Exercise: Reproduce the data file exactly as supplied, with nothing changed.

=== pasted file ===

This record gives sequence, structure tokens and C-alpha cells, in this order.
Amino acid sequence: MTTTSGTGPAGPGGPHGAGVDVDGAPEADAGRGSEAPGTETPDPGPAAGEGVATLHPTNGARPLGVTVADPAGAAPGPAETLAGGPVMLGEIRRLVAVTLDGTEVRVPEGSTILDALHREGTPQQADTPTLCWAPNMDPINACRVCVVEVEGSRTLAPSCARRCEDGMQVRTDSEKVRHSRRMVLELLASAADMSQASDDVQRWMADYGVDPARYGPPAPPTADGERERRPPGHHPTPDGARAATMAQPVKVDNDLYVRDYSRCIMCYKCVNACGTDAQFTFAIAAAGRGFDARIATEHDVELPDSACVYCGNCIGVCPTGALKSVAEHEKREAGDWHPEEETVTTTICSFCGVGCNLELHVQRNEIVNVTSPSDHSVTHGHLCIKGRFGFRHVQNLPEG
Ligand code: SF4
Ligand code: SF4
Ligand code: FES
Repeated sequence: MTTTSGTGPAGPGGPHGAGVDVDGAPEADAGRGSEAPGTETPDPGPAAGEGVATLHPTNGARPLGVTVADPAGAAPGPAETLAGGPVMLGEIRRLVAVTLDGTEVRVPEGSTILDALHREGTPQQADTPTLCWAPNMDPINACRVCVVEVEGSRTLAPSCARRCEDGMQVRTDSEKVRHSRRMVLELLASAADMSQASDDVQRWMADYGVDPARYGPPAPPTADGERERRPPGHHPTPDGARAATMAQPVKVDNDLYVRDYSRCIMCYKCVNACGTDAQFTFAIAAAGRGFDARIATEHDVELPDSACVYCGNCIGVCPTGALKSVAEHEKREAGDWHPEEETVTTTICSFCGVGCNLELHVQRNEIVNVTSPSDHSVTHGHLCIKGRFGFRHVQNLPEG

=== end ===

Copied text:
This record gives sequence, structure tokens and C-alpha cells, in this order.
Amino acid sequence: MTTTSGTGPAGPGGPHGAGVDVDGAPEADAGRGSEAPGTETPDPGPAAGEGVATLHPTNGARPLGVTVADPAGAAPGPAETLAGGPVMLGEIRRLVAVTLDGTEVRVPEGSTILDALHREGTPQQADTPTLCWAPNMDPINACRVCVVEVEGSRTLAPSCARRCEDGMQVRTDSEKVRHSRRMVLELLASAADMSQASDDVQRWMADYGVDPARYGPPAPPTADGERERRPPGHHPTPDGARAATMAQPVKVDNDLYVRDYSRCIMCYKCVNACGTDAQFTFAIAAAGRGFDARIATEHDVELPDSACVYCGNCIGVCPTGALKSVAEHEKREAGDWHPEEETVTTTICSFCGVGCNLELHVQRNEIVNVTSPSDHSVTHGHLCIKGRFGFRHVQNLPEG
Ligand code: SF4
Ligand code: SF4
Ligand code: FES
Repeated sequence: MTTTSGTGPAGPGGPHGAGVDVDGAPEADAGRGSEAPGTETPDPGPAAGEGVATLHPTNGARPLGVTVADPAGAAPGPAETLAGGPVMLGEIRRLVAVTLDGTEVRVPEGSTILDALHREGTPQQADTPTLCWAPNMDPINACRVCVVEVEGSRTLAPSCARRCEDGMQVRTDSEKVRHSRRMVLELLASAADMSQASDDVQRWMADYGVDPARYGPPAPPTADGERERRPPGHHPTPDGARAATMAQPVKVDNDLYVRDYSRCIMCYKCVNACGTDAQFTFAIAAAGRGFDARIATEHDVELPDSACVYCGNCIGVCPTGALKSVAEHEKREAGDWHPEEETVTTTICSFCGVGCNLELHVQRNEIVNVTSPSDHSVTHGHLCIKGRFGFRHVQNLPEG